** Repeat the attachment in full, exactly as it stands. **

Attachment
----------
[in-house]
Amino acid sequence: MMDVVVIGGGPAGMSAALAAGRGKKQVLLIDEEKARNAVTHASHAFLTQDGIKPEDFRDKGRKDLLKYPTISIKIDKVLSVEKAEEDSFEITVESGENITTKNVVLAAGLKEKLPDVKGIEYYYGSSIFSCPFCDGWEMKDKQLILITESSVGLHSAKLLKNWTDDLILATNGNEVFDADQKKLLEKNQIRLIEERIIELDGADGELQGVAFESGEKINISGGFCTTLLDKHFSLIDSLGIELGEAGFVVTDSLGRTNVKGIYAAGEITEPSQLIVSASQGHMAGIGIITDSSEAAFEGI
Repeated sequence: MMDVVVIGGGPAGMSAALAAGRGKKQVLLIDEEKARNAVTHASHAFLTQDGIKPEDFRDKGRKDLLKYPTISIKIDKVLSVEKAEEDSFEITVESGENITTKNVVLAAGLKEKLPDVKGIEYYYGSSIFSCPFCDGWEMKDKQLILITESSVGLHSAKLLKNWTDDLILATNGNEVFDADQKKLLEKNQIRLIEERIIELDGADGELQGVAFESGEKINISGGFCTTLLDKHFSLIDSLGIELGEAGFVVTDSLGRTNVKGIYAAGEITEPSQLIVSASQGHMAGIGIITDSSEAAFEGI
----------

[in-house]
Amino acid sequence: MMDVVVIGGGPAGMSAALAAGRGKKQVLLIDEEKARNAVTHASHAFLTQDGIKPEDFRDKGRKDLLKYPTISIKIDKVLSVEKAEEDSFEITVESGENITTKNVVLAAGLKEKLPDVKGIEYYYGSSIFSCPFCDGWEMKDKQLILITESSVGLHSAKLLKNWTDDLILATNGNEVFDADQKKLLEKNQIRLIEERIIELDGADGELQGVAFESGEKINISGGFCTTLLDKHFSLIDSLGIELGEAGFVVTDSLGRTNVKGIYAAGEITEPSQLIVSASQGHMAGIGIITDSSEAAFEGI
Repeated sequence: MMDVVVIGGGPAGMSAALAAGRGKKQVLLIDEEKARNAVTHASHAFLTQDGIKPEDFRDKGRKDLLKYPTISIKIDKVLSVEKAEEDSFEITVESGENITTKNVVLAAGLKEKLPDVKGIEYYYGSSIFSCPFCDGWEMKDKQLILITESSVGLHSAKLLKNWTDDLILATNGNEVFDADQKKLLEKNQIRLIEERIIELDGADGELQGVAFESGEKINISGGFCTTLLDKHFSLIDSLGIELGEAGFVVTDSLGRTNVKGIYAAGEITEPSQLIVSASQGHMAGIGIITDSSEAAFEGI